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Sewers home to Romania's forgotten orphans


July 23, 1997
Web posted at: 4:07 a.m. EDT (0807 GMT)

From Correspondent Bill Delaney

BUCHAREST, Romania (CNN) -- Just outside the bustling railway North Station, a sewer entrance serves as the home to a shifting population of 50 or 60 lost souls.

These aging orphans are the result of the brutal regime of Romanian Dictator Nicolae Ceaucescu. Though executed Christmas Day, 1989, Ceaucescu's cruel legacy lingers in the face of hardened children.

Mariana says she's called the sewer under the station home since she was 13. Now in her early 20s, Mariana lives with hundreds of young men and women who, for one reason or another, were warehoused in state institutions under the socialist dictator and then loosed to the streets when communism fell.


Now, years later, most of these young street urchins sniff glue to pass the time. Outside of the occasional visit from the police and a brave handful of social workers, they're forgotten.

In Romania, as throughout much of Eastern Europe, millions are still struggling for a foothold in the everyman-for-himself-market. The most marginalized come last, and with so little money to go around for anyone in need of assistance, there's precious little left for the forgotten orphans.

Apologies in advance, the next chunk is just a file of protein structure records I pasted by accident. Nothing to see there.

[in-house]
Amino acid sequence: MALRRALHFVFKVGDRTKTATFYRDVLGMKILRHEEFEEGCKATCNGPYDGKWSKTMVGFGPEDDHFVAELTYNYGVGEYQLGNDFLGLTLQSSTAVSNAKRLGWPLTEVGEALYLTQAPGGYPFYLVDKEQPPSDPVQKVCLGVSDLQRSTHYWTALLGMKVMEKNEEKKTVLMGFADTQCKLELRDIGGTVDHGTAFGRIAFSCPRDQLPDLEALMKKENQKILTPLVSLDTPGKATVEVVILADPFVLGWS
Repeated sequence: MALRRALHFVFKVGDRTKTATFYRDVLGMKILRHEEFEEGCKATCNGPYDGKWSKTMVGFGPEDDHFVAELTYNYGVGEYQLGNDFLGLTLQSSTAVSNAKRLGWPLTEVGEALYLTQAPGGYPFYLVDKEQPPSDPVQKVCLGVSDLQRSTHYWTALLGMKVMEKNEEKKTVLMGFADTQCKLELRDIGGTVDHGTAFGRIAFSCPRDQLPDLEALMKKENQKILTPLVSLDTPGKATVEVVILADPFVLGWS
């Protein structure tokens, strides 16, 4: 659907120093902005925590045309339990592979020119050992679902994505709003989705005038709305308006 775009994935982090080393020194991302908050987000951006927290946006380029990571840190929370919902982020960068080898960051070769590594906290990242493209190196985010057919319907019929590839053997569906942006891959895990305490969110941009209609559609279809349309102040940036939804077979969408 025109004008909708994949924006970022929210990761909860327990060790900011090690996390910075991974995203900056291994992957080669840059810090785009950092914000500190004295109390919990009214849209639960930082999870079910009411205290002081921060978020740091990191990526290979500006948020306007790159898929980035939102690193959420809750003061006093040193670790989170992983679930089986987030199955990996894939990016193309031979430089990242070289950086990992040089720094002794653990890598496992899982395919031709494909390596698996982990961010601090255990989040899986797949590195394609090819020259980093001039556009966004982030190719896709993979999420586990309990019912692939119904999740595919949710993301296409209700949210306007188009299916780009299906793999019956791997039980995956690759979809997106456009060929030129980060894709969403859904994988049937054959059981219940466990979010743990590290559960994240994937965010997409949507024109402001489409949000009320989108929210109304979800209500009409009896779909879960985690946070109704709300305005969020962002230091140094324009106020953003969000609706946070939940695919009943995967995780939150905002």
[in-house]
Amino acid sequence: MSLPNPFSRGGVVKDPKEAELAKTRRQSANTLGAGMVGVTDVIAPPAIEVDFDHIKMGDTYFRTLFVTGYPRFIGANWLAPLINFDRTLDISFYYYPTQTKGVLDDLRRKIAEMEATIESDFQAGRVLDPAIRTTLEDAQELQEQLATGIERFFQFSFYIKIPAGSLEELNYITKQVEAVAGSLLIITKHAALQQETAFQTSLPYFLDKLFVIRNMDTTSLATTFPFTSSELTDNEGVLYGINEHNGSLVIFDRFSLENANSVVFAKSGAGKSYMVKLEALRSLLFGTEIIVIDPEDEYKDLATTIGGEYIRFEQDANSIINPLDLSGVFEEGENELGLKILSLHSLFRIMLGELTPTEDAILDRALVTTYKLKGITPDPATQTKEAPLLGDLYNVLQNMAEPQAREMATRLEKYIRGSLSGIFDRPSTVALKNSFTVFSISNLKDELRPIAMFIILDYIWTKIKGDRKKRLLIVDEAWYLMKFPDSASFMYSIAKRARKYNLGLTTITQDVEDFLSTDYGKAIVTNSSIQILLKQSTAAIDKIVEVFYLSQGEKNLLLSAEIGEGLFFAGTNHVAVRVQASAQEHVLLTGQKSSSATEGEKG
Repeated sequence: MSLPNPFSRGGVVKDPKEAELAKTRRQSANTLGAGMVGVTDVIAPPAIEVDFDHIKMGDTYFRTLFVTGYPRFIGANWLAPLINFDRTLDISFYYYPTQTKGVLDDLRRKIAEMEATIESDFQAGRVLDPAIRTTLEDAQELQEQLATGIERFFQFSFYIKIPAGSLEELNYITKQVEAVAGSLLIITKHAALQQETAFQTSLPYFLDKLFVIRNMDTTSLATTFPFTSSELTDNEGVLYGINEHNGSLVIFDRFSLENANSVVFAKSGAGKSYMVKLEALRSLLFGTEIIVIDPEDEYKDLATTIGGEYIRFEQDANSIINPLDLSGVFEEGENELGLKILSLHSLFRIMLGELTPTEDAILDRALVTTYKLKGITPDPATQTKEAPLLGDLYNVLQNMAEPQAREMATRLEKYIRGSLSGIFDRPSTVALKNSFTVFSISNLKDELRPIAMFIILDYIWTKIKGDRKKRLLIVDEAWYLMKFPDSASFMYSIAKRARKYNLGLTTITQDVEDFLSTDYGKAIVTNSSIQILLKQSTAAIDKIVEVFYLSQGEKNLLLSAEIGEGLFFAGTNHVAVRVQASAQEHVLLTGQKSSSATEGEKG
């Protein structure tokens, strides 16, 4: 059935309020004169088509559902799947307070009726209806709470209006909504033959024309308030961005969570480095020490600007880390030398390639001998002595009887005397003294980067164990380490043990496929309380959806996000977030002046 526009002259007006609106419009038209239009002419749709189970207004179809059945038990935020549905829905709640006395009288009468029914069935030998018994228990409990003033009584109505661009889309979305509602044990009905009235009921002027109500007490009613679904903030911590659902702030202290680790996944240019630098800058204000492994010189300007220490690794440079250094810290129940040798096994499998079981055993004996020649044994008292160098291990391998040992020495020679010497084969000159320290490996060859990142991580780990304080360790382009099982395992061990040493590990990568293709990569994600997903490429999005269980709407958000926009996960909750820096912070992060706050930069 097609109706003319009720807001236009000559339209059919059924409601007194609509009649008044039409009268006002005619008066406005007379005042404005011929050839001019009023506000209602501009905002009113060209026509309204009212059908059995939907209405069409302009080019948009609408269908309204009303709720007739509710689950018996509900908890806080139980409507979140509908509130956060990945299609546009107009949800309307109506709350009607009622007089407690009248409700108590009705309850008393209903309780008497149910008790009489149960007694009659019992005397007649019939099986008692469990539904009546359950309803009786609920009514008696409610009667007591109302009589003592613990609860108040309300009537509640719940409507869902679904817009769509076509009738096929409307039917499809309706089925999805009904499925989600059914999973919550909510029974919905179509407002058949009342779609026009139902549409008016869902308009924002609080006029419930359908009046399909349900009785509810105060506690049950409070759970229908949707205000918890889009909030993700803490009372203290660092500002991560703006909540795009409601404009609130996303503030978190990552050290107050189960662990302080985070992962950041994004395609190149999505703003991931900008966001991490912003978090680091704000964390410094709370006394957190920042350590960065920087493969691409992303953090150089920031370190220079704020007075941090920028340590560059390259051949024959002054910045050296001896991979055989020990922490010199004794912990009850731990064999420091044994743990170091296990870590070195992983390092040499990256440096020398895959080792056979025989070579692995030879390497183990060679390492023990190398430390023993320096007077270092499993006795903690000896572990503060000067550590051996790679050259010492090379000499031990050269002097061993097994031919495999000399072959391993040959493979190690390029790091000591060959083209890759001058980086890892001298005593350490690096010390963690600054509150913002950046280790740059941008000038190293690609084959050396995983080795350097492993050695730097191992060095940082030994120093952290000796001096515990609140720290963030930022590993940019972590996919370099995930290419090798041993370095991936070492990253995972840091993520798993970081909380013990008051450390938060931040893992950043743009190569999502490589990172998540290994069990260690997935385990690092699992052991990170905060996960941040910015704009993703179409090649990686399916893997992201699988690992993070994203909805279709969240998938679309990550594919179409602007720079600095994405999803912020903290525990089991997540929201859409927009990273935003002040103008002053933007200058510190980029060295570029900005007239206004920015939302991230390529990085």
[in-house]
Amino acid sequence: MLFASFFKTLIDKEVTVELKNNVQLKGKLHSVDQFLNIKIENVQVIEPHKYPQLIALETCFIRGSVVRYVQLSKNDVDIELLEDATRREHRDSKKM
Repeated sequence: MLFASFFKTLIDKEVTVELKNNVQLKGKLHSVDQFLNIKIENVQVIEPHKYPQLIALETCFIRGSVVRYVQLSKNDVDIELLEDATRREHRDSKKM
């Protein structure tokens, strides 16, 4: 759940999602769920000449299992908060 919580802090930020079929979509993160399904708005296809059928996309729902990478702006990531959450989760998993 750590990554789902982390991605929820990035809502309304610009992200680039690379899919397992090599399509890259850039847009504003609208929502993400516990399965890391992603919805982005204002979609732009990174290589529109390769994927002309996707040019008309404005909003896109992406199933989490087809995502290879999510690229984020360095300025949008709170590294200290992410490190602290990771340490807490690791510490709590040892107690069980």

New generation of orphans

But the plight of the street children is reaching a new level.


Inside North Station, not under it, other orphans -- hundreds of children as young as 8 -- have become the new castoffs of the revolution. Social workers say their plight is not due to Ceaucescu's socialism but because of families breaking apart under the financial strains of the new Eastern Europe.

Corrina Atanasiu, who works with Save the Children, a group dedicated to making positive differences in the lives of disadvantaged children, is herself feeling the economic pressures. Working sometimes late into the night at North Station, she earns just $50 a month.

"This kind of problem is the source for other kinds of problems," Atanasiu says. "They create disabilities in the families, and this is I think the first step to losing the children in the street."

So in Romania, which is in so many ways a new country just getting on its own feet, many of the young are already old beyond their years.


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